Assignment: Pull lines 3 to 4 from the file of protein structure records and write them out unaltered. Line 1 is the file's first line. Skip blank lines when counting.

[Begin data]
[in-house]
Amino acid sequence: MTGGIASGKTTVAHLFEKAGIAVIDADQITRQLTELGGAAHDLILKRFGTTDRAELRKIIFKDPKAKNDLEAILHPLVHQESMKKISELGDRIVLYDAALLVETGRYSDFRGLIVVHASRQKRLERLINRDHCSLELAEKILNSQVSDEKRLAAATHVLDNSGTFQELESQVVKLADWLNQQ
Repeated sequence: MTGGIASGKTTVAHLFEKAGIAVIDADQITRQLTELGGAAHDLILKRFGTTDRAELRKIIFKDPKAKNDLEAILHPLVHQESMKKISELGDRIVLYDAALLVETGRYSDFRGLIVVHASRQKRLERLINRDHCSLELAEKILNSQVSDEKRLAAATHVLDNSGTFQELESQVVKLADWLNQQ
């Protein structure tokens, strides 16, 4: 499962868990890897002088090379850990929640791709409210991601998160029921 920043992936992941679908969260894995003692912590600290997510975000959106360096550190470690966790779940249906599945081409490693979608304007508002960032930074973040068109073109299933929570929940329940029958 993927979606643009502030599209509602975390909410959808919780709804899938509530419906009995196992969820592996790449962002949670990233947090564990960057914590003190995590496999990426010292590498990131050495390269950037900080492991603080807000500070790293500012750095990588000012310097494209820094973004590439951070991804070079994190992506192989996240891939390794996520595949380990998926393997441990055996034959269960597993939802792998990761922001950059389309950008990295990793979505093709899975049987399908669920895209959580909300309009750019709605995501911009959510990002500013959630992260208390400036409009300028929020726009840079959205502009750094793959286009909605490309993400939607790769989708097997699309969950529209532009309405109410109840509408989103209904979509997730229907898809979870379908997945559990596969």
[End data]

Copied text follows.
Repeated sequence: MTGGIASGKTTVAHLFEKAGIAVIDADQITRQLTELGGAAHDLILKRFGTTDRAELRKIIFKDPKAKNDLEAILHPLVHQESMKKISELGDRIVLYDAALLVETGRYSDFRGLIVVHASRQKRLERLINRDHCSLELAEKILNSQVSDEKRLAAATHVLDNSGTFQELESQVVKLADWLNQQ
């Protein structure tokens, strides 16, 4: 499962868990890897002088090379850990929640791709409210991601998160029921 920043992936992941679908969260894995003692912590600290997510975000959106360096550190470690966790779940249906599945081409490693979608304007508002960032930074973040068109073109299933929570929940329940029958 993927979606643009502030599209509602975390909410959808919780709804899938509530419906009995196992969820592996790449962002949670990233947090564990960057914590003190995590496999990426010292590498990131050495390269950037900080492991603080807000500070790293500012750095990588000012310097494209820094973004590439951070991804070079994190992506192989996240891939390794996520595949380990998926393997441990055996034959269960597993939802792998990761922001950059389309950008990295990793979505093709899975049987399908669920895209959580909300309009750019709605995501911009959510990002500013959630992260208390400036409009300028929020726009840079959205502009750094793959286009909605490309993400939607790769989708097997699309969950529209532009309405109410109840509408989103209904979509997730229907898809979870379908997945559990596969």